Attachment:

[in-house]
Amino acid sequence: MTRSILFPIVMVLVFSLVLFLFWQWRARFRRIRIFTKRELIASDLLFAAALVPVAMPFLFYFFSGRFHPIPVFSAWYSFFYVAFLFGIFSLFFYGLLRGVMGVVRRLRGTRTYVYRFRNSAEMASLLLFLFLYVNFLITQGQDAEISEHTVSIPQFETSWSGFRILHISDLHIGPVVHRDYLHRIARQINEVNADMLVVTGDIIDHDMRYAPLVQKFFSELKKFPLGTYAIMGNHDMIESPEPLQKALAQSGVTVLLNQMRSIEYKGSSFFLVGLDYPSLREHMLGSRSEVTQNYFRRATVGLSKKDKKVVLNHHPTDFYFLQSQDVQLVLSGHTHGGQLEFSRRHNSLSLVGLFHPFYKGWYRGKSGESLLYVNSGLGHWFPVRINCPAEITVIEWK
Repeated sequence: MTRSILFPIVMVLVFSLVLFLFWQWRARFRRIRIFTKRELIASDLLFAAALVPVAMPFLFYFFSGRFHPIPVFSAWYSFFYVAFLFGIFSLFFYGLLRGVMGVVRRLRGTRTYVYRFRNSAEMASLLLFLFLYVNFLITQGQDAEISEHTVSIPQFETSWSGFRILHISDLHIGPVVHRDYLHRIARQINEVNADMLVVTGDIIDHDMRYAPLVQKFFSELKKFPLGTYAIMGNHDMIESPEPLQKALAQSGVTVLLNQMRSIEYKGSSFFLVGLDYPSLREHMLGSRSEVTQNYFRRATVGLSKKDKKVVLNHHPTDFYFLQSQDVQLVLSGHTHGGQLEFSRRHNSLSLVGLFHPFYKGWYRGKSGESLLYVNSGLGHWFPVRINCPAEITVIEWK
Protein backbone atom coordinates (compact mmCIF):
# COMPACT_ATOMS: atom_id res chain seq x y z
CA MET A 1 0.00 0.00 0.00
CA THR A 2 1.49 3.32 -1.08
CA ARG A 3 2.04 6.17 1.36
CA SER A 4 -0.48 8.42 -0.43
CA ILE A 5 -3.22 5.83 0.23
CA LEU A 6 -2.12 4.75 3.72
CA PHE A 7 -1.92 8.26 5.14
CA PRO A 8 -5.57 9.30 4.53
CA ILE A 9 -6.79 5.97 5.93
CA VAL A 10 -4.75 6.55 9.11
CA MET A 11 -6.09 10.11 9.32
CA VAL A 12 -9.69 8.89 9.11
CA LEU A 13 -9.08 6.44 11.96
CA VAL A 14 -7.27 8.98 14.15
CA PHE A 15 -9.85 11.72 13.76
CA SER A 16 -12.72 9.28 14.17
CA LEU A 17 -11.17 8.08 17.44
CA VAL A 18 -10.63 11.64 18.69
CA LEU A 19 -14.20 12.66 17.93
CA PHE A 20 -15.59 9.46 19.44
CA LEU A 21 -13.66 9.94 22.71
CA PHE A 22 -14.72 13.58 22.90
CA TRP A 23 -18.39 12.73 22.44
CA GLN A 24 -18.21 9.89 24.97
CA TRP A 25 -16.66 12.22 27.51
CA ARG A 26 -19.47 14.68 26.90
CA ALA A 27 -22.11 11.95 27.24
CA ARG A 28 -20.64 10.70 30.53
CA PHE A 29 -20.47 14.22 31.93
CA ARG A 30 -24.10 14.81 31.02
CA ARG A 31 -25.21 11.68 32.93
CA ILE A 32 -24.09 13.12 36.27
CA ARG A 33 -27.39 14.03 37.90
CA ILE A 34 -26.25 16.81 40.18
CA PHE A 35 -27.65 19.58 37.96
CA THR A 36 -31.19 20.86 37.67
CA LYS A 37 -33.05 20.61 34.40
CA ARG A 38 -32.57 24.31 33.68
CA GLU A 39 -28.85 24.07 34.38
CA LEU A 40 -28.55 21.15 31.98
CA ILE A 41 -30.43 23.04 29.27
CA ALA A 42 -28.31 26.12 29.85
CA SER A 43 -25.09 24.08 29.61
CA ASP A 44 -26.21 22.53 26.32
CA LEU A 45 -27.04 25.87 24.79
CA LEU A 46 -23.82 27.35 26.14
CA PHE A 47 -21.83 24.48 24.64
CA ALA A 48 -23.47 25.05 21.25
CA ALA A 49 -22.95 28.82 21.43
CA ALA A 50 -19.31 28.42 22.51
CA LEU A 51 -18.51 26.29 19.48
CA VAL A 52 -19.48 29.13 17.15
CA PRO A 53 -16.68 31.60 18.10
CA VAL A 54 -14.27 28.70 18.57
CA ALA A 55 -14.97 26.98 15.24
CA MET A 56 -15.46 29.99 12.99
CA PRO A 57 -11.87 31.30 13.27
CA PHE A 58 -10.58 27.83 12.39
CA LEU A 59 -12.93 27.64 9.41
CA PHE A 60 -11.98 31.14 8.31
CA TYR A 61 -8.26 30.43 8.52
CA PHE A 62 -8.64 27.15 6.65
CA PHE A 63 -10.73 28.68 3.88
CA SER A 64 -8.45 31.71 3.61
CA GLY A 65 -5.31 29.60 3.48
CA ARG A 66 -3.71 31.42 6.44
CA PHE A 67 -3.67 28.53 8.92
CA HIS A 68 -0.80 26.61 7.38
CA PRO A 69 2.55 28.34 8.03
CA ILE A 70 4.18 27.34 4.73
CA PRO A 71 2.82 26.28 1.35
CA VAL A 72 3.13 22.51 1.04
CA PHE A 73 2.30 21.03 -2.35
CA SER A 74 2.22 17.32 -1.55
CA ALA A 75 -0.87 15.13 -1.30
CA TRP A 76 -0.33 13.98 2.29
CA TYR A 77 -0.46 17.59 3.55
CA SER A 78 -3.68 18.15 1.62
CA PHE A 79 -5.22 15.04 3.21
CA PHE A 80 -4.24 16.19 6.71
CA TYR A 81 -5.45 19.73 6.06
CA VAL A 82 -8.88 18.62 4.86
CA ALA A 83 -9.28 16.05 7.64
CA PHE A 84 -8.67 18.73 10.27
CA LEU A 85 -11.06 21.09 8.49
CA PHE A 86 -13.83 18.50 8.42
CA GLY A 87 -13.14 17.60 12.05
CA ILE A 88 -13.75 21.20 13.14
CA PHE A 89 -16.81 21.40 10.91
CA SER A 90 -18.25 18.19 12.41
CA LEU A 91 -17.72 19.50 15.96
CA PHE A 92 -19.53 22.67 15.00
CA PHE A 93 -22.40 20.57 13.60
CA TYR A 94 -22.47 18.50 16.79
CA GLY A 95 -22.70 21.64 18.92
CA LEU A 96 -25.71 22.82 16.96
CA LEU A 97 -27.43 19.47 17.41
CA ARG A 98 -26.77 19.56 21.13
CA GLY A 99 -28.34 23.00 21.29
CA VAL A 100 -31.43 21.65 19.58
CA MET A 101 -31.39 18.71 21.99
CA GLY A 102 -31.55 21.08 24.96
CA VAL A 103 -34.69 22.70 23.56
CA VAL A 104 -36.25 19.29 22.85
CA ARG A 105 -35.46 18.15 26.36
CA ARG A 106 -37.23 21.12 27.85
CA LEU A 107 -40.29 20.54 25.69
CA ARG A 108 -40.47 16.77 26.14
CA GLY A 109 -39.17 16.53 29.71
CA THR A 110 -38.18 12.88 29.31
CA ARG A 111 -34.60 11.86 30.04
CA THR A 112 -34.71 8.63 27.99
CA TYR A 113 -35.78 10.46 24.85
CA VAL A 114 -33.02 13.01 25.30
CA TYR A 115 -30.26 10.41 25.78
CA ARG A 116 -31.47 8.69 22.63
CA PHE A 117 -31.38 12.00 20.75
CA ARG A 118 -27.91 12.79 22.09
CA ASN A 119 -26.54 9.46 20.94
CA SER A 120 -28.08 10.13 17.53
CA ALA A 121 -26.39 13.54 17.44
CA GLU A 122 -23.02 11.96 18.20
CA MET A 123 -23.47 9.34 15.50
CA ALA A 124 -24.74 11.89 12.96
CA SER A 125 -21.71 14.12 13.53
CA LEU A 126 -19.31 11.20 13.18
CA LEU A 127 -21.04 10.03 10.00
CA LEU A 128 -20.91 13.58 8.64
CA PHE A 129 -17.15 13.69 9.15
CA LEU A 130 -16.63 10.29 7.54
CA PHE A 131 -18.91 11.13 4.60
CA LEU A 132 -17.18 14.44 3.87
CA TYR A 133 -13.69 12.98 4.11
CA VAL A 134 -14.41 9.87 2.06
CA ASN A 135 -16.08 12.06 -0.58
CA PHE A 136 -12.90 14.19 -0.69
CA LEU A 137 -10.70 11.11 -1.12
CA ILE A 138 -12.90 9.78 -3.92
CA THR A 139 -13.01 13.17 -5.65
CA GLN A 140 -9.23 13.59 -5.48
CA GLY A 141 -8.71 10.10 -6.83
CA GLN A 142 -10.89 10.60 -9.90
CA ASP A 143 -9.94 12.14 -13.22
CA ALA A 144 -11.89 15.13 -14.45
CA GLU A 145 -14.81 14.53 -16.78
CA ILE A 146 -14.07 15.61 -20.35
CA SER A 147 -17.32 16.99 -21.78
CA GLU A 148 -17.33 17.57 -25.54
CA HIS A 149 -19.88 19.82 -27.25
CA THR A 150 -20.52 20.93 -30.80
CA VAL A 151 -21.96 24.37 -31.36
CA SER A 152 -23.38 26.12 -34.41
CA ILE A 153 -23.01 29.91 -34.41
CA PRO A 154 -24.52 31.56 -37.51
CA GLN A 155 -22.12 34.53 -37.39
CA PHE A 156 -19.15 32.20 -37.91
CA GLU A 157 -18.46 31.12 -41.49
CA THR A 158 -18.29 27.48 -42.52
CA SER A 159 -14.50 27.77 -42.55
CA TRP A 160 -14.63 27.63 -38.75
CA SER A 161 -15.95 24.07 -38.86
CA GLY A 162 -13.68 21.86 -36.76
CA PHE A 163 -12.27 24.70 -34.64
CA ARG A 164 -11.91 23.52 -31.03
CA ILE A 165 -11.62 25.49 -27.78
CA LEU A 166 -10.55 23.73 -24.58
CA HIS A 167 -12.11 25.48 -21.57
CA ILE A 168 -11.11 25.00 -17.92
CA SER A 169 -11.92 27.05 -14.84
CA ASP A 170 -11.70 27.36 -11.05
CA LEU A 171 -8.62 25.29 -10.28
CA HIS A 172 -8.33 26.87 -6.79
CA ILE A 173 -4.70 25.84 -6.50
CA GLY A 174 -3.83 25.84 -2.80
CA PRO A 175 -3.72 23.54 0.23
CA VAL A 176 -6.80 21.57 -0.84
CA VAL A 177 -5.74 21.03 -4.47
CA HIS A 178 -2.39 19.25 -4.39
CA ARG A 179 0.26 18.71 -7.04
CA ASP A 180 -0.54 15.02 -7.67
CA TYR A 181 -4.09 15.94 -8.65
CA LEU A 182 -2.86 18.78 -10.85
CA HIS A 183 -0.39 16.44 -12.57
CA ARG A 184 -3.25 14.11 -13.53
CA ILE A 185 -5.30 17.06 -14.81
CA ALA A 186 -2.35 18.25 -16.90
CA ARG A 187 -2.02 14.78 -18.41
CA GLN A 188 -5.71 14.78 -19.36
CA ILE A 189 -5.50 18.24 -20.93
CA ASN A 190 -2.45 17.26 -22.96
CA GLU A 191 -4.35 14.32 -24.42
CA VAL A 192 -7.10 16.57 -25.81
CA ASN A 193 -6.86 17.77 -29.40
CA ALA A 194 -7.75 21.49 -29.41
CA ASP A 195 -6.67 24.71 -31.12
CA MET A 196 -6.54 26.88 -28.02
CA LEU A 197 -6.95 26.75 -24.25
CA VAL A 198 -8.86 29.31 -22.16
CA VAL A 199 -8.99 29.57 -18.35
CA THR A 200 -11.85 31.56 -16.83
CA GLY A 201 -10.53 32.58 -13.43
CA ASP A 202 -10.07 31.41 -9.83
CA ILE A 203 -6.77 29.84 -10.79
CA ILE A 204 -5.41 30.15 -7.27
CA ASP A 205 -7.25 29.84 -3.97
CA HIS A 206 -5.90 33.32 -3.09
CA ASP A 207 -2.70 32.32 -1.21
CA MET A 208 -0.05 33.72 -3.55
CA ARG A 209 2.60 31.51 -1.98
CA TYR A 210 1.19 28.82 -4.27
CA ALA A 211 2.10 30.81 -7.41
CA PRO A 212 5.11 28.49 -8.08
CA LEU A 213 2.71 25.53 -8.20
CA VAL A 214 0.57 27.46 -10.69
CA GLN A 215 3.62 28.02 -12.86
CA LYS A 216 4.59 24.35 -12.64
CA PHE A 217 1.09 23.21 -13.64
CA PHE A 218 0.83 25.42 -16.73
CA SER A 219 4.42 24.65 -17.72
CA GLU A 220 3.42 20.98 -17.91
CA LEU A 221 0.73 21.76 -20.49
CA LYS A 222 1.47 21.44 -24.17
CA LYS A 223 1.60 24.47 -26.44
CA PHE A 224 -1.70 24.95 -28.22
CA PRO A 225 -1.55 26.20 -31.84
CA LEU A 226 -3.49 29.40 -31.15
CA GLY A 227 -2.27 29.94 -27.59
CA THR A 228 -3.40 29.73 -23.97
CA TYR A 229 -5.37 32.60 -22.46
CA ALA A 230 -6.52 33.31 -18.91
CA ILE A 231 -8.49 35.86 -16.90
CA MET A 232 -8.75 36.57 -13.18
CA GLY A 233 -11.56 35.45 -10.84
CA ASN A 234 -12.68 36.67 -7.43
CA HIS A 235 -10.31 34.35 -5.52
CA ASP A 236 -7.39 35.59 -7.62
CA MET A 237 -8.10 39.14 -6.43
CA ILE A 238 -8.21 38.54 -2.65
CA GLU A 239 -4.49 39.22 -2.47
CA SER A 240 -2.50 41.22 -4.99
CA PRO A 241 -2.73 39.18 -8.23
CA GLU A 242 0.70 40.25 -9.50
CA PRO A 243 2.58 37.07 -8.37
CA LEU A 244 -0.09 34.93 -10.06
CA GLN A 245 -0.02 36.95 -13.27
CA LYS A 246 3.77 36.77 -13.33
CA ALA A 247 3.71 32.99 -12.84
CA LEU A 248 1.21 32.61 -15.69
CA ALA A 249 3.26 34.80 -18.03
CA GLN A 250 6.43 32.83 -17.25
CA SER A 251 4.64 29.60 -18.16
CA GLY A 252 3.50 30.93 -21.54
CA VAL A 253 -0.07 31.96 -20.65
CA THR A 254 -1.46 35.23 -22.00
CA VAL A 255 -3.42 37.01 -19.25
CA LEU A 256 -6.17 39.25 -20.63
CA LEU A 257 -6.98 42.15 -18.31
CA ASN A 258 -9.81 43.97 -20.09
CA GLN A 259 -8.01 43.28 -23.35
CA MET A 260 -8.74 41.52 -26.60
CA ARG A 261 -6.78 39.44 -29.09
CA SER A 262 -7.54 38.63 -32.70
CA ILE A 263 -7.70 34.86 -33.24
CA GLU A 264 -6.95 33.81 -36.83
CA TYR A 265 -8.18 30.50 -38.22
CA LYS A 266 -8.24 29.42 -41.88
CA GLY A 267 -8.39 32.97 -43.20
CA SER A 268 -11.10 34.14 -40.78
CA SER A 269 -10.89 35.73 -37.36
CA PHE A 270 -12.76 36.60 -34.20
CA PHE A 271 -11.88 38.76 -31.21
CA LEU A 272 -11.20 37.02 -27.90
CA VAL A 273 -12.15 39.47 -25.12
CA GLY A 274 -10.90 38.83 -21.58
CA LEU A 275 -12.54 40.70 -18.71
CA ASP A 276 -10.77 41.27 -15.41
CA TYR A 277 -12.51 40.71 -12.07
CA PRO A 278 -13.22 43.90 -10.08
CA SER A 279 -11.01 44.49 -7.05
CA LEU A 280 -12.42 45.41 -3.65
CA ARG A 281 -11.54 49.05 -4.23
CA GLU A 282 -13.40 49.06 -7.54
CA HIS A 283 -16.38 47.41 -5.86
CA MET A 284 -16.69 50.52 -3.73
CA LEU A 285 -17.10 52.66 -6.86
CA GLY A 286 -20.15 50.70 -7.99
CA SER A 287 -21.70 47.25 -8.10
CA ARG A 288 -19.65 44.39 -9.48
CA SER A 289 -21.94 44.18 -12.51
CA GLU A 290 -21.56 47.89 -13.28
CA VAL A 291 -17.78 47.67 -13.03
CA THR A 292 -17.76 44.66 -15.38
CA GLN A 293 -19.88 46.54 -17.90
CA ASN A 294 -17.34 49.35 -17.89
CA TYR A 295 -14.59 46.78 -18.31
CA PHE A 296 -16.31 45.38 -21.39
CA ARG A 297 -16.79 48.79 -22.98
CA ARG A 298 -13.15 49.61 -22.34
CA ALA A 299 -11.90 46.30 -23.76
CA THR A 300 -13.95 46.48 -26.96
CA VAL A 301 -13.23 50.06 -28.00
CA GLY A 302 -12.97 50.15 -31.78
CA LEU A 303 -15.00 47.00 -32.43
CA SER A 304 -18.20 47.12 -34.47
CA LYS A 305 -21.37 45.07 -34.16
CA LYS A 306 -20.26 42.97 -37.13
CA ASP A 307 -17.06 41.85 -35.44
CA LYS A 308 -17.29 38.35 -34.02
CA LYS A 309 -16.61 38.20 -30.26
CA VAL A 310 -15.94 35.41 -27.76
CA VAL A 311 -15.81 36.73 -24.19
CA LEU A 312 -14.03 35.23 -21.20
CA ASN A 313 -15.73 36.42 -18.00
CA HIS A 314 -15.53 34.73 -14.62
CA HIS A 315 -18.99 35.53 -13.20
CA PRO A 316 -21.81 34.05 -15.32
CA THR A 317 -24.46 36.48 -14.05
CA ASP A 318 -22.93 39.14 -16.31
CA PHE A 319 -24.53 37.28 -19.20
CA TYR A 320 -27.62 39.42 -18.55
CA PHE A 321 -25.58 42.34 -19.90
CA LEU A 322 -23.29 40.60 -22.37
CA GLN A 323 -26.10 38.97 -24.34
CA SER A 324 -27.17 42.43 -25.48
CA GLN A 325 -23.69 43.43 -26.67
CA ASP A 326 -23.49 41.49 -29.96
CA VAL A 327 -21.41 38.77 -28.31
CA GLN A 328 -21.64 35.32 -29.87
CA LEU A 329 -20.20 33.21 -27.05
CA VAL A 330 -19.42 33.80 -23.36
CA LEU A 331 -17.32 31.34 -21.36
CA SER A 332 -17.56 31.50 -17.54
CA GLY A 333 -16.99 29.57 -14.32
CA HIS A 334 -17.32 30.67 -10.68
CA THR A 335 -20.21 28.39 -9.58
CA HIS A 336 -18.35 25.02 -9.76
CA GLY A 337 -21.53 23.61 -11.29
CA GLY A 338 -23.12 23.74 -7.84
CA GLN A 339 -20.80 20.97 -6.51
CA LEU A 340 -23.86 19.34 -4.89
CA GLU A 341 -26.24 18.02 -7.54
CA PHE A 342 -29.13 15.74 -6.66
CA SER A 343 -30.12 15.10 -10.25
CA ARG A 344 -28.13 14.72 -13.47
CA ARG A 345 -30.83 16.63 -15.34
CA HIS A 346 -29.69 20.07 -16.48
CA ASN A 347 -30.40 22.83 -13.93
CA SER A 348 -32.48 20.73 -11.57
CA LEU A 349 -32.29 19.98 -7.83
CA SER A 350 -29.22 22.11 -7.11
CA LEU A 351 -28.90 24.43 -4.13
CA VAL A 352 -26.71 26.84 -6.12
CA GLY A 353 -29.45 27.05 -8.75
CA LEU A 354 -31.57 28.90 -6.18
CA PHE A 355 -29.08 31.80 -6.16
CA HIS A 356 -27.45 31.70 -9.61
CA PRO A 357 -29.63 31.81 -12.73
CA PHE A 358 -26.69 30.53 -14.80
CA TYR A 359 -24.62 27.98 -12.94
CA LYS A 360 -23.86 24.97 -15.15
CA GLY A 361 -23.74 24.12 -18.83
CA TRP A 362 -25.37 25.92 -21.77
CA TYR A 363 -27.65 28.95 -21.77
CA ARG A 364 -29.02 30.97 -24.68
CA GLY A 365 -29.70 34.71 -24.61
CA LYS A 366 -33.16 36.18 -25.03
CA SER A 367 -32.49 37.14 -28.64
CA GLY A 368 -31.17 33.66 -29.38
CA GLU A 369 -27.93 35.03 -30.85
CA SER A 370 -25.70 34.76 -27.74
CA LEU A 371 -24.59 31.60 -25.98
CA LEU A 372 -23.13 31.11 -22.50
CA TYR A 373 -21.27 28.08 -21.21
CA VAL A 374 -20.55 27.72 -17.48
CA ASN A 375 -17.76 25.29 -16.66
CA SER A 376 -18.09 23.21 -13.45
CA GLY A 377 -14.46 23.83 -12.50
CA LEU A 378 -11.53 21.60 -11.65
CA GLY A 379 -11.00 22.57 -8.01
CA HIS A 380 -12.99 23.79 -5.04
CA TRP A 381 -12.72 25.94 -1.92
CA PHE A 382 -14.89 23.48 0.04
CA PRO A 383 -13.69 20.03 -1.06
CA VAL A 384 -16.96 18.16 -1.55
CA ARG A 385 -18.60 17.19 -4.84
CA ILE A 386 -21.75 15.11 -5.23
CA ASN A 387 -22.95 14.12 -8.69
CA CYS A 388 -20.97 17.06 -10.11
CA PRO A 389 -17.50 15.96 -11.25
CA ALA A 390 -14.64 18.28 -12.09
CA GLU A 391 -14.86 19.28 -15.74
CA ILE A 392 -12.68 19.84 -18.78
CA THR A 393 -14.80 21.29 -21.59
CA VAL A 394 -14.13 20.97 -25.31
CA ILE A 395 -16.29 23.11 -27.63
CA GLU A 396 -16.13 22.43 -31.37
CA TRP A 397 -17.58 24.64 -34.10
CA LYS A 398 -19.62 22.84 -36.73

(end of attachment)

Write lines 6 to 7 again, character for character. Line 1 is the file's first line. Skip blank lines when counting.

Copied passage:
CA MET A 1 0.00 0.00 0.00
CA THR A 2 1.49 3.32 -1.08